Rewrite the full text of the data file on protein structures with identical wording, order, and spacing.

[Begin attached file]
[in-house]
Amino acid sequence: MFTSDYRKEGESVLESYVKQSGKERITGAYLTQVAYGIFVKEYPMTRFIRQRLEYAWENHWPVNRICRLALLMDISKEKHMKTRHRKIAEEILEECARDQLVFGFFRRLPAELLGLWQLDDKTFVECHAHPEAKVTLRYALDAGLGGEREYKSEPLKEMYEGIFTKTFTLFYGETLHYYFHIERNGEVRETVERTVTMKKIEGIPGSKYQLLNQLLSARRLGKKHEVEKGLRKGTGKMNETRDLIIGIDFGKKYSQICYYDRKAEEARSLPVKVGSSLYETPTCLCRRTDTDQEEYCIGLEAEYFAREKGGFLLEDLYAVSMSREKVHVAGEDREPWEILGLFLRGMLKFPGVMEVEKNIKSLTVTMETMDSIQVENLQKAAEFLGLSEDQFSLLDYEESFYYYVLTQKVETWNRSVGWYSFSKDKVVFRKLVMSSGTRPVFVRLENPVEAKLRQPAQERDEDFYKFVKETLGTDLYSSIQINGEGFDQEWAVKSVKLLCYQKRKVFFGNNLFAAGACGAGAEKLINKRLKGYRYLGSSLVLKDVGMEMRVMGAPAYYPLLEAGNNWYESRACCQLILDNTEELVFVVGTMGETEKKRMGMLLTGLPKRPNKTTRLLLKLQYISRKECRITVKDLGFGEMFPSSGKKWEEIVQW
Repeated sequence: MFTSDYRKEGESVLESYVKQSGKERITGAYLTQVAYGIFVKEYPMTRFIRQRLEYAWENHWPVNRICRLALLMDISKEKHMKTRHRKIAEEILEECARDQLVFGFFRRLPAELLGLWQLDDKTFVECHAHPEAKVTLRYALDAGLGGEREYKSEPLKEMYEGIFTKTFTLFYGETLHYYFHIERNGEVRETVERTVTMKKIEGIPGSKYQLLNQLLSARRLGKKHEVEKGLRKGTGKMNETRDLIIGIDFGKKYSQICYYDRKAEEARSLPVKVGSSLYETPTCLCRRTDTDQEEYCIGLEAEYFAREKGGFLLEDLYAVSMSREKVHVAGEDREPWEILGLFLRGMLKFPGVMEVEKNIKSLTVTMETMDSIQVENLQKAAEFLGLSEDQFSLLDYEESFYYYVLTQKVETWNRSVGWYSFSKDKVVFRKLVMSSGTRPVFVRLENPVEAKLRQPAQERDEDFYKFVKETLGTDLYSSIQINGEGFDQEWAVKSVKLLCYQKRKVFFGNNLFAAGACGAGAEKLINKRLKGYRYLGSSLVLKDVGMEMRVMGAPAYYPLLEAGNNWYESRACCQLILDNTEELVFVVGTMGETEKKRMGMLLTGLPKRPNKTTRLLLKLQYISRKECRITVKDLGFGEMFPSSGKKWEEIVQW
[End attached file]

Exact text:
[in-house]
Amino acid sequence: MFTSDYRKEGESVLESYVKQSGKERITGAYLTQVAYGIFVKEYPMTRFIRQRLEYAWENHWPVNRICRLALLMDISKEKHMKTRHRKIAEEILEECARDQLVFGFFRRLPAELLGLWQLDDKTFVECHAHPEAKVTLRYALDAGLGGEREYKSEPLKEMYEGIFTKTFTLFYGETLHYYFHIERNGEVRETVERTVTMKKIEGIPGSKYQLLNQLLSARRLGKKHEVEKGLRKGTGKMNETRDLIIGIDFGKKYSQICYYDRKAEEARSLPVKVGSSLYETPTCLCRRTDTDQEEYCIGLEAEYFAREKGGFLLEDLYAVSMSREKVHVAGEDREPWEILGLFLRGMLKFPGVMEVEKNIKSLTVTMETMDSIQVENLQKAAEFLGLSEDQFSLLDYEESFYYYVLTQKVETWNRSVGWYSFSKDKVVFRKLVMSSGTRPVFVRLENPVEAKLRQPAQERDEDFYKFVKETLGTDLYSSIQINGEGFDQEWAVKSVKLLCYQKRKVFFGNNLFAAGACGAGAEKLINKRLKGYRYLGSSLVLKDVGMEMRVMGAPAYYPLLEAGNNWYESRACCQLILDNTEELVFVVGTMGETEKKRMGMLLTGLPKRPNKTTRLLLKLQYISRKECRITVKDLGFGEMFPSSGKKWEEIVQW
Repeated sequence: MFTSDYRKEGESVLESYVKQSGKERITGAYLTQVAYGIFVKEYPMTRFIRQRLEYAWENHWPVNRICRLALLMDISKEKHMKTRHRKIAEEILEECARDQLVFGFFRRLPAELLGLWQLDDKTFVECHAHPEAKVTLRYALDAGLGGEREYKSEPLKEMYEGIFTKTFTLFYGETLHYYFHIERNGEVRETVERTVTMKKIEGIPGSKYQLLNQLLSARRLGKKHEVEKGLRKGTGKMNETRDLIIGIDFGKKYSQICYYDRKAEEARSLPVKVGSSLYETPTCLCRRTDTDQEEYCIGLEAEYFAREKGGFLLEDLYAVSMSREKVHVAGEDREPWEILGLFLRGMLKFPGVMEVEKNIKSLTVTMETMDSIQVENLQKAAEFLGLSEDQFSLLDYEESFYYYVLTQKVETWNRSVGWYSFSKDKVVFRKLVMSSGTRPVFVRLENPVEAKLRQPAQERDEDFYKFVKETLGTDLYSSIQINGEGFDQEWAVKSVKLLCYQKRKVFFGNNLFAAGACGAGAEKLINKRLKGYRYLGSSLVLKDVGMEMRVMGAPAYYPLLEAGNNWYESRACCQLILDNTEELVFVVGTMGETEKKRMGMLLTGLPKRPNKTTRLLLKLQYISRKECRITVKDLGFGEMFPSSGKKWEEIVQW